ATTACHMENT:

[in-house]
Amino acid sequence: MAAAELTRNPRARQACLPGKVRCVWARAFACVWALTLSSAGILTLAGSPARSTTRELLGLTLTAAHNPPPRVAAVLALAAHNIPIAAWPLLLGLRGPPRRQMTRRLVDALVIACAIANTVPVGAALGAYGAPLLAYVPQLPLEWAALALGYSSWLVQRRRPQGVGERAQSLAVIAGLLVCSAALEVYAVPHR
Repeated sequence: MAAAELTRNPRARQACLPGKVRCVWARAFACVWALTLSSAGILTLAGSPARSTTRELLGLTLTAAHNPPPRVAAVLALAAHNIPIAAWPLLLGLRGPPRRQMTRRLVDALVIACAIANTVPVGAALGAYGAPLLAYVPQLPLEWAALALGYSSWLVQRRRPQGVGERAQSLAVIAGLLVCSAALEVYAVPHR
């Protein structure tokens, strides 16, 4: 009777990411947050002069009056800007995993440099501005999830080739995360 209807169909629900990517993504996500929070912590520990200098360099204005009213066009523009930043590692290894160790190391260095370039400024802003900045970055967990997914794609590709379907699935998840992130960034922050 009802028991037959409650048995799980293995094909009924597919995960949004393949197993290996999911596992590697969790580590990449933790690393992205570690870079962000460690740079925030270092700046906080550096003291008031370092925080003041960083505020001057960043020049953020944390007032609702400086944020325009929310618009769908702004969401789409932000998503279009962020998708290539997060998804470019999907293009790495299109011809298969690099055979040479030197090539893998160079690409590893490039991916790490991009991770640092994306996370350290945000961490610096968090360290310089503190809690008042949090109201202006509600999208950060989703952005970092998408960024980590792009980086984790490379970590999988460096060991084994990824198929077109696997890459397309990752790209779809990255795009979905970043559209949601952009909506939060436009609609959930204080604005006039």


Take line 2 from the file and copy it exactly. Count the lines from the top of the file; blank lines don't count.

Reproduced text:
Amino acid sequence: MAAAELTRNPRARQACLPGKVRCVWARAFACVWALTLSSAGILTLAGSPARSTTRELLGLTLTAAHNPPPRVAAVLALAAHNIPIAAWPLLLGLRGPPRRQMTRRLVDALVIACAIANTVPVGAALGAYGAPLLAYVPQLPLEWAALALGYSSWLVQRRRPQGVGERAQSLAVIAGLLVCSAALEVYAVPHR